Quitting as regional governor, Saakashvili hits out at Ukraine's Poroshenko

KIEV (Reuters) - Former Georgian president Mikheil Saakashvili tendered his resignation as governor of Ukraine’s southern Odessa region on Monday, accusing President Petro Poroshenko of cynically obstructing his attempts at reform and supporting corrupt clans.

Governor of Ukraine's southern Odessa region Mikheil Saakashvili speaks during a news briefing in the Black Sea port of Odessa, Ukraine, November 7, 2016. REUTERS/Stringer

Saakashvili, who is widely credited with cracking down on graft when he led Georgia from 2004 till 2013, was appointed Odessa governor in May 2015 in a surprise move by Poroshenko.

Saakashvili has since repeatedly accused the Kiev leadership of lacking a real commitment to reform and his political allies said this had made him a target of political infighting.

“I can’t stand this, I’ve had enough. I’m tired of this. And I want to say: nobody in my life has lied so much or so cynically to me,” Saakashvili said, apparently in reference to Poroshenko and the central authorities.

Vowing to continue to fight corruption which he said went to the very top of Ukraine’s establishment, he told reporters: “I have decided to tender my resignation and start a new stage of the fight. I am not giving up.”

In another rebuke of his erstwhile patron, he said: “In reality, in Odessa region, the president personally supports two clans.”

Poroshenko’s office issued a statement saying he would accept Saakashvili’s resignation if submitted by the cabinet.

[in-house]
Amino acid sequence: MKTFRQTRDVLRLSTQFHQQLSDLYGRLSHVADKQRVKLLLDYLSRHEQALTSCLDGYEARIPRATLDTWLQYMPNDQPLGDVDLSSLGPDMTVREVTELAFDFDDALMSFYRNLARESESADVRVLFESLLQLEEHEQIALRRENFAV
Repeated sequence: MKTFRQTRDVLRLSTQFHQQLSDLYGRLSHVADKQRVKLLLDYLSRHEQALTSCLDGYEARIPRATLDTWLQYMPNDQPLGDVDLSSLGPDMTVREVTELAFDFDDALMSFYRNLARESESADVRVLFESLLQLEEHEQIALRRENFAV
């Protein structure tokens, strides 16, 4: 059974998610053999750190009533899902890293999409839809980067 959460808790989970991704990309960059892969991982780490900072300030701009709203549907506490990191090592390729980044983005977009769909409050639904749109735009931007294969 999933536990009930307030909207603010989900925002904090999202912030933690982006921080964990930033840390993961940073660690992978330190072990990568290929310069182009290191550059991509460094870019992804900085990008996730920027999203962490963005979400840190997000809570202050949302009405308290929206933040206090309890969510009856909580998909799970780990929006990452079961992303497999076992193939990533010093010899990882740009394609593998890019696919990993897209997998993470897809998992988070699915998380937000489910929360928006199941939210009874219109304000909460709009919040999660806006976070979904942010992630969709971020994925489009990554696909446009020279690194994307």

“The issue of why Mr. Saakashvili filed his resignation will be reviewed in an appropriate manner,” it said, without making any further comment on the former Georgian leader’s remarks.

Speaking alongside Odessa customs chief Yulia Marushevska, Saakashvili said the work of reform-minded public officials in Ukraine had been thwarted by higher authorities interested in preserving the status quo.

Fellow Georgian, Davit Sakvarelidze, who was fired from his post as a senior prosecutor for Ukraine in March, said Saakashvili’s outspokenness had guaranteed his departure.

“All local clans are mixed together and work as one. It became impossible to act against them. Saakashvili will not leave Ukraine and will be active politically. You’ll find out about this soon,” Sakvarelidze was quoted as saying by website Gordon.


Saakashvili, a bitter opponent of Russia, was among several foreign politicians and technocrats to be given key posts by the pro-Western leadership in Kiev after the Moscow-backed president Viktor Yanukovich fled in the face of mass street protests.

They were brought in as part of a drive to eliminate entrenched corruption and improve transparency in a country riven by cronyism, economic mismanagement and a separatist war in eastern Ukraine.

Since then, many have resigned or been dismissed.

In February, Economy Minister Aivaras Abromavicius, a Lithuanian, stepped down, saying vested interests were blocking his ministry’s work.

Later, a government shake-up booted U.S.-born Finance Minister Natalia Yaresko and Western-backed Prime Minister Arseny Yatseniuk out of office. The appointment of Poroshenko ally Volodymyr Groysman as prime minister was seen as a move by the president to consolidate power.

Pro-European lawmaker and activist Serhiy Leshchenko said Saakashvili’s resignation illustrated an anti-reformist trend in the country.

“It is part of a broader development happening in Ukraine - an attack on anti-corruption fighters and people who back reforms,” he said.

Others thought Saakashvili’s accusations should be taken with a pinch of salt.

“Knowing him, he tends to exaggerate,” said Ukraine’s former health minister Alexander Kvitashvili, another Georgian who has tendered his resignation citing corruption.

“All of us have resigned at some point here. I don’t think it’s necessarily helpful when you come out with statements like that. Yes maybe he didn’t get the support he needed, but the situation is very complicated and nothing’s black-and-white,” he told Reuters.

Writing by Alessandra Prentice; Editing by Richard Balmforth and Gareth Jones